Coronary artery disease (CAD), more commonly called heart disease, affects 16 million Americans. It’s often caused by a hardening and narrowing of the arterial walls, a process known as atherosclerosis, which prevents oxygen and nutrients from reaching the heart. CAD causes one in five deaths in the U.S.
Treatment efficacy for CAD varies from patient to patient, partly because for years, doctors and researchers have predominantly tried to alleviate atherosclerosis by reducing individuals’ cholesterol levels.
“The catch is that 20-50 percent of patients who come into the emergency room with a heart attack have normal cholesterol,” explained Dr. Ken Fujise, a physician-scientist and director of the Division of Cardiology within the University of Texas Medical Branch, Galveston.
In other words, high cholesterol may not be the cause of many peoples’ heart disease.
Fortunately, there may soon be an alternative treatment method for CAD. Three Boise State University researchers have teamed with Dr. Fujise to develop fortilin inhibitors that can be used to block atherosclerosis. The team has been awarded a four-year, $1 million grant from the National Institutes of Health, $393,064 of which will be used to fund new research at Boise State.
Working on this project at Boise State will be Owen McDougal, a professor and chair of the Department of Chemistry and Biochemistry; Matt King, an assistant professor in the Department of Chemistry and Biochemistry; and Lisa Warner, an assistant research professor in the Biomolecular Research Center.
“This condition is a huge financial burden on society – $286 billion is spent each year to care for people affected by it,” Dr. Fujise said. “Society needs something more potent and a lot cheaper. That’s why our group decided to target fortilin.”
Fortilin is a protein that has multiple functions within the human body – one being that it protects fat cells from programmed cell death. Here’s how it works: macrophages collect cholesterol and lipids from our blood stream, which promotes fat cell enlargement. With fortilin protecting them, these fat cells simply accumulate, expand and multiply until they rupture – in other words, until a person has a heart attack.
“If we attack fortilin, we can prevent fat cells from multiplying and getting bigger,” Dr. Fujise explained. He cited a recent genetic study of mice with sky-high cholesterol, which found that decreasing their concentration of fortilin lowered instances of atherosclerosis. “This study shows that by targeting fortilin, you can protect your arteries from atherosclerosis and heart attack.”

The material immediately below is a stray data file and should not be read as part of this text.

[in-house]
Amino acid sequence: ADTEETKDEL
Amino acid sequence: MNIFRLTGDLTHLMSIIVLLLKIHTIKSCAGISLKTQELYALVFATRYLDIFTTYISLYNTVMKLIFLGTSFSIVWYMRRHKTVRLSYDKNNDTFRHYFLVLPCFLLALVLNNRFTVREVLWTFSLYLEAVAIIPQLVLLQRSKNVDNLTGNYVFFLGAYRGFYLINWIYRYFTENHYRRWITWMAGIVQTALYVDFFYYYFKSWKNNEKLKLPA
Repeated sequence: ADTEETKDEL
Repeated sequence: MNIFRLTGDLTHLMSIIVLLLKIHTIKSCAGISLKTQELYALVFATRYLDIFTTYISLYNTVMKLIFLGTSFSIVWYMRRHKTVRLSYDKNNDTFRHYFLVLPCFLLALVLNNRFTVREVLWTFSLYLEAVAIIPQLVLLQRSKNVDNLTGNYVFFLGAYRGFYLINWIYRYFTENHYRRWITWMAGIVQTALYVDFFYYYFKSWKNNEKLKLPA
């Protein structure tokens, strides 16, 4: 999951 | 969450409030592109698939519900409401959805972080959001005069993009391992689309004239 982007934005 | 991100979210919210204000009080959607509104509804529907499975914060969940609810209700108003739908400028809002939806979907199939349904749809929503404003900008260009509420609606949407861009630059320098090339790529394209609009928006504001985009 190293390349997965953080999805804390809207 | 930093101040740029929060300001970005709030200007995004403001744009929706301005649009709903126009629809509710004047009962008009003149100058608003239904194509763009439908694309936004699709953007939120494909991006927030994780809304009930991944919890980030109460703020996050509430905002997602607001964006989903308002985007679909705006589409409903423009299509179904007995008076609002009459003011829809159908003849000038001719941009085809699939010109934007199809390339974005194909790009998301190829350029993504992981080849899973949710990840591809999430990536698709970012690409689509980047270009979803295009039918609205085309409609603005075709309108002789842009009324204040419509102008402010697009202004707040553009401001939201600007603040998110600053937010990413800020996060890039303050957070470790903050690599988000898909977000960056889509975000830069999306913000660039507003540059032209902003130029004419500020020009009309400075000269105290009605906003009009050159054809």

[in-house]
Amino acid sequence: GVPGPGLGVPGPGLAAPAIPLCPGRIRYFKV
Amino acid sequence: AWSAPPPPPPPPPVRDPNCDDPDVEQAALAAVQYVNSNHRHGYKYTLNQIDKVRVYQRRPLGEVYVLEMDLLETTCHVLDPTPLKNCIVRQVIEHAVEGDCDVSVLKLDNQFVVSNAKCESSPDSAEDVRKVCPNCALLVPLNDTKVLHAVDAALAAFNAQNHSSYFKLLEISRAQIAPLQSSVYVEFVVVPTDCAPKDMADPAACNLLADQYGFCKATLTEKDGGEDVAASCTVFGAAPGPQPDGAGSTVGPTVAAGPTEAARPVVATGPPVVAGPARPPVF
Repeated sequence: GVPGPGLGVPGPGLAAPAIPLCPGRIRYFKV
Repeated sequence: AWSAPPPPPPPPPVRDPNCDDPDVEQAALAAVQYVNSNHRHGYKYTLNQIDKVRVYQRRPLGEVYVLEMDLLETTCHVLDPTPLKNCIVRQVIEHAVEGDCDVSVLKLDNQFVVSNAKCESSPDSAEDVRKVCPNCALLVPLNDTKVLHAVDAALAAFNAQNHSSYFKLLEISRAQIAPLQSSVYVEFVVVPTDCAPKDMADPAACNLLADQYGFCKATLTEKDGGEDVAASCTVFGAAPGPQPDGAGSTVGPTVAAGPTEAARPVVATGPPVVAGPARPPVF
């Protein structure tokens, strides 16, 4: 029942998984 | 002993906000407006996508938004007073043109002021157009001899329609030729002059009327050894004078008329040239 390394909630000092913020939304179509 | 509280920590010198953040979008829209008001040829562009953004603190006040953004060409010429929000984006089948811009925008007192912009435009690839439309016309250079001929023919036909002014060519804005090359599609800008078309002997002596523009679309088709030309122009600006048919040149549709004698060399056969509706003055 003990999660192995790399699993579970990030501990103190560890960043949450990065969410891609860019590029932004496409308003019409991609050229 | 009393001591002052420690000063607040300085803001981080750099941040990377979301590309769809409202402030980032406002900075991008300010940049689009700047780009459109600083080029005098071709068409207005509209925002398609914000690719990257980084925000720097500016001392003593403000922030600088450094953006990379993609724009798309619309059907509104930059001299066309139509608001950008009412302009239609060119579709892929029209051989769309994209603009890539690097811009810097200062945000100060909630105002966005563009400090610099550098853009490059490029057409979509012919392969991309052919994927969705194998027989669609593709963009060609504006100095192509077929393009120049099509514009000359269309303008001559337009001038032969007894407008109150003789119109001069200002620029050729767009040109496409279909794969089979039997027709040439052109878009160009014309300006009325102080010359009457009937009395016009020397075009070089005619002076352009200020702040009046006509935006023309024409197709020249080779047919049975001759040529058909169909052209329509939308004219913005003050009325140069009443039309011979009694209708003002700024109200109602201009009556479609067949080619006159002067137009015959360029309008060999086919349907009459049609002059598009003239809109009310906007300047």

The team’s four-year goal is to create a clinical-grade compound that targets fortilin. They already have prototypes of three molecules identified as potential compound candidates; now their task is to refine their structure.
At Boise State, King will be in charge of evaluating the compounds computationally. “I’ll be looking at the interactions between the small molecule and the fortilin protein, and determining what modifications can be made to these compounds to increase the strength of the interaction,” he said.
Warner will be using biomolecular nuclear magnetic resonance (NMR) to observe where each small molecule is interacting on the protein. “There are binding pockets on the protein, which Matt has identified as potential spots of interaction. We’ll be observing to find exact points for further computational study,” she said.
McDougal will be collaborating with Warner and King on their work, while also training a Boise State graduate student to help conduct the computational cell-based assays protein expression and NMR studies.
“Boise State has the premier NMR facility in the state,” McDougal said. “When we brought it on in 2007, it was intended for this usage. Finally, after a decade, we have the capability to actually do this work.”
“It’s not far off to say our goal is to cure heart disease,” he added.
Research reported in this article was supported by the National Heart, Lung, and Blood Institute of NIH under award number R01HL138992. The content is solely the responsibility of the authors and does not necessarily represent the official views of the National Institutes of Health.